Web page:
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Diamhea, January 31st, 2014

So this is where Galder has been hoarding all of his decent riffs. Despite his lame phoned-in tenure in Dimmu Borgir, he was wise enough to keep Old Man's Child alive, occasionally returning every couple of years to cash-in his accretion of ideas. In Defiance of Existence embodies a stylistic cross-section, merging symphonic passages akin to early-era Limbonic Art with more measured, riff-driven cookers and a more spirited vocal assault. Galder's surging, macerating riffs scream of death metal more than anything, occasionally featuring ethereal passages and murky tremolo sections that are efficiently paired with Barker's triggered, spastic performance on the kit.

In Defiance of Existence comes off as a heavier, slightly more animated twin to Spiritual Black Dimensions. The symphonic approach on the keyboards is eerily similar, but features very little of the insincere pomp that Mustis is now famous/reviled for. The swelling synth lines that open "The Soul Receiver" merge potently with the scorching distortion and Galder's robotic intonation. The song features some decent descending riffs and arpeggio runs, becoming the best cut here by the time it wraps up. "The Underworld Domains" is more of a throwback to Old Man's Child's earlier material, featuring a more straightforward melodic black tremolo barrage and a quicker tempo overall. Even still, the modern trappings injected into the verses end up giving it an appeal that wouldn't be present otherwise, as operatic cleans soar high and mighty over Barker's deliberate patterns.

Most of these compositions are rock-solid, almost to a fault. "Life Deprived" sounds formulaic at first, but the ascending powerchords right before the requisite breakdown resurrect it's potential. "Felonies of the Christian Art" is more traditionally symphonic, building tension until around the 30-second mark, at which point Barker blasts through the space-time continuum behind the grotesque inclination of the riffs. As a wise man once said: Headbang now, survive later. Even the solos, which are normally an afterthought, exhibit great melodic and emotive appeal. The boomy, modern aesthetics of the six-strings demand attention, as they are rarely challenged for the spotlight by Barker's dribbling double-bass and the brash synths.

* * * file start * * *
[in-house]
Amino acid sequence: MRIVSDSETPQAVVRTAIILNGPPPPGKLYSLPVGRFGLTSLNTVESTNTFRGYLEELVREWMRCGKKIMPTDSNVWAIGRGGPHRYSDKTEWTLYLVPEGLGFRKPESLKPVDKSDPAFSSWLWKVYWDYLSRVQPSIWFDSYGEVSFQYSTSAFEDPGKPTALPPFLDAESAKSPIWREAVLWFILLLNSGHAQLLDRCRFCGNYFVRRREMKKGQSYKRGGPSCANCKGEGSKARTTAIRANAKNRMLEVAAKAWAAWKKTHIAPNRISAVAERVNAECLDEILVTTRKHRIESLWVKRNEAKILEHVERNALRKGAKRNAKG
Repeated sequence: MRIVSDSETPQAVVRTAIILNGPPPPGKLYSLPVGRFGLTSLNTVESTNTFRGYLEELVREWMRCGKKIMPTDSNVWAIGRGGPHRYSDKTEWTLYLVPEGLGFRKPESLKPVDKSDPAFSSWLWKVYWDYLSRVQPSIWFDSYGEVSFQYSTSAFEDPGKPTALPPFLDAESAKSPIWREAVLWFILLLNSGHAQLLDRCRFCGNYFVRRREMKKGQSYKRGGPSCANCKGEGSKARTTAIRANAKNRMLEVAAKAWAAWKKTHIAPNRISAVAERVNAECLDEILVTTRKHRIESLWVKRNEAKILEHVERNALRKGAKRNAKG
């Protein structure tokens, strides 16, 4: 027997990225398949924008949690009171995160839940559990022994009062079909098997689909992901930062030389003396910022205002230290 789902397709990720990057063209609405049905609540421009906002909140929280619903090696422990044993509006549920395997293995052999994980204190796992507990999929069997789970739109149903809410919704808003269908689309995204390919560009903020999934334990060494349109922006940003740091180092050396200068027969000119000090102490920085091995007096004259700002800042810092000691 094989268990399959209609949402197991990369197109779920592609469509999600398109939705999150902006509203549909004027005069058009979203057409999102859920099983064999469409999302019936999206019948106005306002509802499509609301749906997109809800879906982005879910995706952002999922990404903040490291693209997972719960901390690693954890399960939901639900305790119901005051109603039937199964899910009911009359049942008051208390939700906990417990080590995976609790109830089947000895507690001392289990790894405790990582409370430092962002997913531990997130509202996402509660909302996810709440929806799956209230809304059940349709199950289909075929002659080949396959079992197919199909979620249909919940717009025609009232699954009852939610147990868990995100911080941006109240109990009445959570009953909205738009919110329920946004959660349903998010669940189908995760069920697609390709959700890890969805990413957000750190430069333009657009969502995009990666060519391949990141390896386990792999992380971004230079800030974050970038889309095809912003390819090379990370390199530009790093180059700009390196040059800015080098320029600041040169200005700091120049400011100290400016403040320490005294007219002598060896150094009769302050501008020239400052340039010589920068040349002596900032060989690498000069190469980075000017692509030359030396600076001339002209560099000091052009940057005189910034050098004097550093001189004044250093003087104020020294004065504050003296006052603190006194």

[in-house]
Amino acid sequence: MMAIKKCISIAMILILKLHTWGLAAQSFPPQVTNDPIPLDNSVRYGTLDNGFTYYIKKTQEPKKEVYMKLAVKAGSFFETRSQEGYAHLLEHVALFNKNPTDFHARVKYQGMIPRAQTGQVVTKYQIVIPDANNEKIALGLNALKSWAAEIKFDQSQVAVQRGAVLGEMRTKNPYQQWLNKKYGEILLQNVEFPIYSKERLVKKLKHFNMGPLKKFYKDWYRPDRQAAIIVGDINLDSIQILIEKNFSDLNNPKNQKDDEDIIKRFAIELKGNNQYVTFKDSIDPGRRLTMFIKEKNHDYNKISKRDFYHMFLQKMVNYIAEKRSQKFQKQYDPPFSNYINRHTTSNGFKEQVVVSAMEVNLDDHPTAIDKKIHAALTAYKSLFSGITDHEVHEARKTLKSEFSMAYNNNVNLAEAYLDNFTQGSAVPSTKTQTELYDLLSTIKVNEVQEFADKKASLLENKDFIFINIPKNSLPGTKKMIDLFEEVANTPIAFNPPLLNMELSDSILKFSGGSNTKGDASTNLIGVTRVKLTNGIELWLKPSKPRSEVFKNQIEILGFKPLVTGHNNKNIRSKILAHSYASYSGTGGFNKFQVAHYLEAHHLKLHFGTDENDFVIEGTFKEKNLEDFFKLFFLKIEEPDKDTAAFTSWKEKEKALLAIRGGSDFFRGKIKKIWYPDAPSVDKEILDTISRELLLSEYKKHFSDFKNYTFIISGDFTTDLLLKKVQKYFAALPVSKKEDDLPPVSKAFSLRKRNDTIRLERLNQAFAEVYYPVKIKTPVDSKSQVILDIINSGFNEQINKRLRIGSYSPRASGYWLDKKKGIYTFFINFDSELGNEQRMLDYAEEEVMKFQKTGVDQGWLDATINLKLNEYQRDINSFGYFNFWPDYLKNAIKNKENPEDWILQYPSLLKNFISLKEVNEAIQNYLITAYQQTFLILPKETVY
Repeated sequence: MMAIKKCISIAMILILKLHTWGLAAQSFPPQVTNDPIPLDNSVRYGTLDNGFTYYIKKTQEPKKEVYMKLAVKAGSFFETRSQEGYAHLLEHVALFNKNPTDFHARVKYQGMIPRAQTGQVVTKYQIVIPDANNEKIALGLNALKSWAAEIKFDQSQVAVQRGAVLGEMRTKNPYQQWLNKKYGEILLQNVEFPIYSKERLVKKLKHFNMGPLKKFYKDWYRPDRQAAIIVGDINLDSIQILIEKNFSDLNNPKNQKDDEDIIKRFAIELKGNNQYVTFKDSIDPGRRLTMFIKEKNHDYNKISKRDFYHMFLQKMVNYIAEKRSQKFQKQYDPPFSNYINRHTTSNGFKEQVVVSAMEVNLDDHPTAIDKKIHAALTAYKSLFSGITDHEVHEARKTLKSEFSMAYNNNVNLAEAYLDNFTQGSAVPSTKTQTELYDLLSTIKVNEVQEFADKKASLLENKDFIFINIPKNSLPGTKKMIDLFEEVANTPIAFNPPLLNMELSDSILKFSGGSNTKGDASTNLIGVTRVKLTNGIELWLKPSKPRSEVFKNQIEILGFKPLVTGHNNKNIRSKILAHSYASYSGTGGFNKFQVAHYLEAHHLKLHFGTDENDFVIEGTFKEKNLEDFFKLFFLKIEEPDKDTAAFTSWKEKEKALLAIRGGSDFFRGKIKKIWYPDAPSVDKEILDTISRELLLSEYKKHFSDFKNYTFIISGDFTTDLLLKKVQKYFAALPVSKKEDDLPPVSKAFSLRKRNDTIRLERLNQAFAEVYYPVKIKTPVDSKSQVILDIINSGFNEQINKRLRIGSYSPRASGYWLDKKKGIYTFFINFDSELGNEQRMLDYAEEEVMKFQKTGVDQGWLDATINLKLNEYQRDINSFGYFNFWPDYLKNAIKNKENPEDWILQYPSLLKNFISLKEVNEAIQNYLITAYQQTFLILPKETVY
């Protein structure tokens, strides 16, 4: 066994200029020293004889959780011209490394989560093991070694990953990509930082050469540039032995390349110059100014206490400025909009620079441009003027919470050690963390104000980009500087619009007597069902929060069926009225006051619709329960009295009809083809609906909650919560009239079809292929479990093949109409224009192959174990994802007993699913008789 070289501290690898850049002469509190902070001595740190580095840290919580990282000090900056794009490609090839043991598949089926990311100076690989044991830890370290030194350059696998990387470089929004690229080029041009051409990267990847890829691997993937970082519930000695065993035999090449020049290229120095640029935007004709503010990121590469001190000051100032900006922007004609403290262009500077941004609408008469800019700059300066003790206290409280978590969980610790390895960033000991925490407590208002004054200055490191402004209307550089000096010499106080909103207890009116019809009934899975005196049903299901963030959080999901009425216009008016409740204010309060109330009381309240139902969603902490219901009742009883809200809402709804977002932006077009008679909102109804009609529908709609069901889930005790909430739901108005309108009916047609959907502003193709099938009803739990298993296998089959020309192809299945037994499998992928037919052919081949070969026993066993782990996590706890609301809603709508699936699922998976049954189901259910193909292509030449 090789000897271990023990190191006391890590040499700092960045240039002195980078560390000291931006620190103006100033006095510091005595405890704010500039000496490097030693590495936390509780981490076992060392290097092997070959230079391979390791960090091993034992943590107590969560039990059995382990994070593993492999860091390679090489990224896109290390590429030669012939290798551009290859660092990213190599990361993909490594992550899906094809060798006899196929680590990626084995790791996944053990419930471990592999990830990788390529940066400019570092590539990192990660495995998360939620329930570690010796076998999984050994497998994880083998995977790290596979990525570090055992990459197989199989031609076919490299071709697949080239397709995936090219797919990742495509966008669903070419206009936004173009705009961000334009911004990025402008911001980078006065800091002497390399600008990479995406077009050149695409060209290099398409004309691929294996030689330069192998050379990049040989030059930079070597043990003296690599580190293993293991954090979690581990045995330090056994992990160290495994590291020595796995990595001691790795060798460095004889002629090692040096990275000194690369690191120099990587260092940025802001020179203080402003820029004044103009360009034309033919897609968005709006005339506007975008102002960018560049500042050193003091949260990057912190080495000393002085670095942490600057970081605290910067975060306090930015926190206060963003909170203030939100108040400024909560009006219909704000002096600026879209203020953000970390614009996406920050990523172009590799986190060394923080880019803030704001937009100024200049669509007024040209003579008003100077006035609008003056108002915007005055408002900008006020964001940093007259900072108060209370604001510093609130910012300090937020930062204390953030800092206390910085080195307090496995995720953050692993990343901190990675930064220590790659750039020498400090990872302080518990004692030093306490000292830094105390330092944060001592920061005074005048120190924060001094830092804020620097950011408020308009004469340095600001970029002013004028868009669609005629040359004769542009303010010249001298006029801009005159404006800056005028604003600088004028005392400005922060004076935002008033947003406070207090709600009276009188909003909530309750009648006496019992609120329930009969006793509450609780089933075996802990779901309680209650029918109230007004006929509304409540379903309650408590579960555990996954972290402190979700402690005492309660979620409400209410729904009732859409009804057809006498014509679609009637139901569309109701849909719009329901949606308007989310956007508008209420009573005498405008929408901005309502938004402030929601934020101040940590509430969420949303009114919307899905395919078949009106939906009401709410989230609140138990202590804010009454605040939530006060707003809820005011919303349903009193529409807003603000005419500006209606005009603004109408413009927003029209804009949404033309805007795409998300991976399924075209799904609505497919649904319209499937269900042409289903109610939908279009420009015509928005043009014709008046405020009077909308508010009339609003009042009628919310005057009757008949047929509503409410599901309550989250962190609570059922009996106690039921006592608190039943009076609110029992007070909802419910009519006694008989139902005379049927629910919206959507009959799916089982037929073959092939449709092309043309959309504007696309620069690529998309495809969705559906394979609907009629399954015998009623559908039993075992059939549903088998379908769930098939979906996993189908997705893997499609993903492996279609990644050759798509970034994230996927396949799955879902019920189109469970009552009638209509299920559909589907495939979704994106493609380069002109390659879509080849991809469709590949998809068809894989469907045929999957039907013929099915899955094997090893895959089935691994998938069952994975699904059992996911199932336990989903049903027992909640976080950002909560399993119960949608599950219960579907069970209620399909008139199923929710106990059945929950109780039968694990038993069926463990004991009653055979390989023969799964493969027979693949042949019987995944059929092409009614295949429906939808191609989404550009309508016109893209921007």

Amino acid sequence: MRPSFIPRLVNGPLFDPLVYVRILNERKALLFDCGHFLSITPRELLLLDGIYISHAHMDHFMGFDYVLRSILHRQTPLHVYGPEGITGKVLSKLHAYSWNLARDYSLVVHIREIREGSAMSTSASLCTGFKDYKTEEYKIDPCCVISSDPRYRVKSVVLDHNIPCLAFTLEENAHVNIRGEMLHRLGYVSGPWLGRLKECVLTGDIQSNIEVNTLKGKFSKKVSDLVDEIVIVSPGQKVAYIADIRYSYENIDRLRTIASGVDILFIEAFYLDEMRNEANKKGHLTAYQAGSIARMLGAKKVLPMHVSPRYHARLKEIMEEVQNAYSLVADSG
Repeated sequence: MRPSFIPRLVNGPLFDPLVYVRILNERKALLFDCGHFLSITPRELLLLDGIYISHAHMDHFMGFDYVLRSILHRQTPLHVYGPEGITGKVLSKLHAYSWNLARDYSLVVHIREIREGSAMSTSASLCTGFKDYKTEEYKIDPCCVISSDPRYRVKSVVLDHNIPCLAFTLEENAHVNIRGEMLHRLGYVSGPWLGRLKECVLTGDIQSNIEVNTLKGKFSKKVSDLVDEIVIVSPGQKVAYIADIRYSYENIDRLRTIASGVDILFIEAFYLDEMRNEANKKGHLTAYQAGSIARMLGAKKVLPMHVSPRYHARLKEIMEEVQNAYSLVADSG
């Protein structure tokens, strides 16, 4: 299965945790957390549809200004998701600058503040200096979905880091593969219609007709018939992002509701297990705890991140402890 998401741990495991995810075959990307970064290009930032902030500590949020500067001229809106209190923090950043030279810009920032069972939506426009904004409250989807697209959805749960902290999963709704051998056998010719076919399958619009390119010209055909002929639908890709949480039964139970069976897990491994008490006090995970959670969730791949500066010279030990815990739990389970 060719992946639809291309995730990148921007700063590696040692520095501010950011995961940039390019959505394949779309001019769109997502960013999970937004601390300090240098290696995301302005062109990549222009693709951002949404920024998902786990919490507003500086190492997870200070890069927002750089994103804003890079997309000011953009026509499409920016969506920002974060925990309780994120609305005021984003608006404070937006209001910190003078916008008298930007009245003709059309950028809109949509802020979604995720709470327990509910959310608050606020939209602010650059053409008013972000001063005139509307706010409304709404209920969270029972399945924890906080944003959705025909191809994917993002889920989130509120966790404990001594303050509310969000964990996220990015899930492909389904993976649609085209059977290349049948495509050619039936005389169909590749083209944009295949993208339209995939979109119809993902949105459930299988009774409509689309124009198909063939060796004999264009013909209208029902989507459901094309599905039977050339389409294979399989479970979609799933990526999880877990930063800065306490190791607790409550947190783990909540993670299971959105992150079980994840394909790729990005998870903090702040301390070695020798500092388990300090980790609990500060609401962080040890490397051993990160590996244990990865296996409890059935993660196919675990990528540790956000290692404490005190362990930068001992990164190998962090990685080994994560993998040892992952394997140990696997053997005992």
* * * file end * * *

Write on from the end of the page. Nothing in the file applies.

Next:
As stated above, consistency and calculated abandon are the order of the day in In Defiance of Existence's case. So much so that nearly every song here is interchangeable and difficult to tell apart. The one with the surging synths? "The Soul Receiver". The one with the fluttering leads? "Agony of Fallen Grace". Or was it the title track? See what I mean? With the exception of "The Soul Receiver", none of these tracks stand head-and-shoulders above the rest. It is impressive but frustrating at times, as you get the sense that Galder can deliver something really amazing if he focused just a modicum more and honed the compositions to a finer, more venomous point. As it stands, In Defiance of Existence still makes a strong case for the continued existence of Old Man's Child: Norway's true melodic black metal export.